Equity futures are down to flat this morning after being both below and above yesterday’s closing price overnight:
The Dollar is higher, bonds are slightly higher, oil tried to go higher overnight but is now lower, and gold is up.
As reported previously by Chris Martenson, the MBA mortgage loan index dropped telling us what the index is!! Instead they simply report a plus or minus percentage for the week, thus obscuring the data. Charts become meaningless and so does the entire report. Yet the markets are going to react to the perception it creates. This is yet another statistic gone bad… I’ll report on it today, but I may not in the future, and frankly, you have to wonder what they are hiding.
Here’s econoday’s short report, what else can you say when you can’t see anything behind their “report?” Note that it rose simply on “increased demand for government loans:”
MBA's purchase index rose 1.0 percent in the Aug. 21 week boosted solely by the what the report said is increased demand for government loans. The gain marks the fourth straight for the longest streak since March. MBA is not providing index levels. The refinance index rose 12.7 percent for a third straight gain. Mortgage rates moved higher in the week with 30-year loans up 9 basis points to an average 5.24 percent.
The Mortgage Bankers' Association compiles various mortgage loan indexes. The purchase applications index measures applications at mortgage lenders. This is a leading indicator for single-family home sales and housing construction.
The durable goods orders for July rose 4.9% on a month over month basis, following a -2.5% number in June. Everyone and their brother was expecting this number to be positive on the cash for clunkers billions, and they were right:
Aircraft orders and auto orders made for a surge in the manufacturing sector during July, another key factor suggesting that the recession has already come to an end. New orders for durable goods shot up 4.9 percent. Excluding an 18.4 percent surge in transportation, orders still rose a strong 0.8 percent. Civilian aircraft orders rose more than six fold while motor vehicle orders, likely boosted by cash for clunkers, rose 0.9 percent. Capital goods orders were extremely strong, up 9.5 percent following a 5.7 percent drop in June. The report even includes an upward revision to the prior month's orders, to minus 1.3 percent from minus 2.2 percent. Details include big gains for primary metals, fabricated metals, computers & electronics, communication equipment, and even electrical equipment in a gain that hints at improving construction demand. Machinery orders did fall substantially but couldn't make a dent into the capital goods reading.
Note, once again, that they simply fail to mention the much more important (and horrific) year over year number that is still well below 20% beneath last year’s readings.
Also, when you go from NO aircraft orders in a month to a handful, that’s what produces a “six fold” increase in orders. I track that industry and do not see a structural turn around there at all.
So, was the billions spent on cash for clunkers worth it? What happens when the government money runs out? What if it never runs out, comrade?
New home sales come out at 10 Eastern today.
There was a small movement in the McClelland Oscillator yesterday meaning that a large price move is coming either today or tomorrow, direction unknown.
The short term oscillators are all in the middle of the range, but the percent of stocks above their short term moving averages is very high. The breadth of the market is stunningly BAD. Yesterday, as Karl Denninger pointed out, the 4 top volume stocks comprised more than 37% of all the volume on the NYSE. And those four companies were C, BAC, FNM, FRE. Two lying sacks of zombie bank excretions and two government infested bankrupt mortgage cookers. Now that’s what you base a market rise on… IF YOU WANT TO GENERATE A CRASH. And that’s where this market is headed and quick if they don’t start letting the air out in a nice and controlled manner – and soon.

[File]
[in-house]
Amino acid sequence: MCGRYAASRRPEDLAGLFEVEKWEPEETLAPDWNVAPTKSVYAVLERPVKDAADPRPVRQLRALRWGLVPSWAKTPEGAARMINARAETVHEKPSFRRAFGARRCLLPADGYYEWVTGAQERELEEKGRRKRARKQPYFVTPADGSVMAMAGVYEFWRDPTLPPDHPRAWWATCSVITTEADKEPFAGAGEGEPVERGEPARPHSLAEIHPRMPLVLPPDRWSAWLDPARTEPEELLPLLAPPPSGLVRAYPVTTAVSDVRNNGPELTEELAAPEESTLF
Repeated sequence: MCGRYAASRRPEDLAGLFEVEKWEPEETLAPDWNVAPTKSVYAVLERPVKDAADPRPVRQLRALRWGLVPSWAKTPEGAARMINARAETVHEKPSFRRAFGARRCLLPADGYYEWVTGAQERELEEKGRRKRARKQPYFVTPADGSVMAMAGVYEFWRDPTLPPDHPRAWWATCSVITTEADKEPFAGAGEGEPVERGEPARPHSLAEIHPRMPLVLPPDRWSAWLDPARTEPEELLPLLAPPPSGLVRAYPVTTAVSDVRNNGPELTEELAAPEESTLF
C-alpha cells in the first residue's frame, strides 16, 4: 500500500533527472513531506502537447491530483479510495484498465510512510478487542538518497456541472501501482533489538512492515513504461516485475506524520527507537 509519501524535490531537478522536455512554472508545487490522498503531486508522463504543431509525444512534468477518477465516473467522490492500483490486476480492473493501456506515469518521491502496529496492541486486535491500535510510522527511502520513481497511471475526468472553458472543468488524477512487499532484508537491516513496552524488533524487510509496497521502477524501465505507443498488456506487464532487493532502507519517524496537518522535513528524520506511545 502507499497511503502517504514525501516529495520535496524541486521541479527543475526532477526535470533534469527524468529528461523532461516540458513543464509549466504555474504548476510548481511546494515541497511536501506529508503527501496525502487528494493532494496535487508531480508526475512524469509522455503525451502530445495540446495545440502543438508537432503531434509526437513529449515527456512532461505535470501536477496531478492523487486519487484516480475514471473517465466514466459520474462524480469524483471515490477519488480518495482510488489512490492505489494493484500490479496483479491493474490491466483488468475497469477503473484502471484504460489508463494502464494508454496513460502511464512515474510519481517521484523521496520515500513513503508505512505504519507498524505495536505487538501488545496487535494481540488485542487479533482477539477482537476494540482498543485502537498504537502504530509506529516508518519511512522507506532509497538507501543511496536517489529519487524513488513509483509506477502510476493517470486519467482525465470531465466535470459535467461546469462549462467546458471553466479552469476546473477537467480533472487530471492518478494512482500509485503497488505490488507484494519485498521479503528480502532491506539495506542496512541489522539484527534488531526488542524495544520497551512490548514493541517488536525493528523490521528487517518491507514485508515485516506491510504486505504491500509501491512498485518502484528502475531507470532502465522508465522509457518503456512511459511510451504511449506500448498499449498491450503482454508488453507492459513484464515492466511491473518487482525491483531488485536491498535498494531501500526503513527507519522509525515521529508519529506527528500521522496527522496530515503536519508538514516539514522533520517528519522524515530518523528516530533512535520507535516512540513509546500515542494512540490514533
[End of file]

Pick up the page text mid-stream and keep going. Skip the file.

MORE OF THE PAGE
Did you catch the action in oil yesterday? Spike to $75 resistance and then collapse down to $71.25. Not a sign of health. Speaking of oil, don’t think that just because demand has fallen and taken the speculative bubble out, that the concept of peak oil has gone away. The world’s fourth largest oil field, for example, is the Cantarell oil field in Mexico. Below is its latest output chart. If that rate of decline continues, Cantarell will be pumped dry in just a couple more years, taking away the largest source of revenue for the Mexican government. So in the long run there are going to be supply issues to contend with, but in the meantime stockpiles are running way high and we get an update on that this morning (10:30 eastern) so watch the oil markets, they can pull around the entire equity markets for sure.
Two things caught my eye in the charts yesterday. The first is the VIX which created a long tail candle. Those types of candles can sometimes represent a bottom, like the one I highlighted that represented a top, so I think that’s worth watching.
Also, the dollar (futures presented below) is scratching out an interesting pattern that looks like a descending wedge (so does the VIX). If that’s what’s happening, it could break higher and that would mean lower for equities. Again, worth keeping an eye on that formation to see what direction it breaks. Also, yesterday’s candle is interesting and is potentially bullish for the dollar as well – let’s see what today brings, right now the dollar is up pretty strongly.
The formation in the SPX over the past couple of days looks bearish to me. It can also be read as consolidation following a breakout though, and with the way the markets are being run, I would not (and did not) bet the farm on that. But you know... when it comes to playing in the Goldman Casino you just have to go your own way!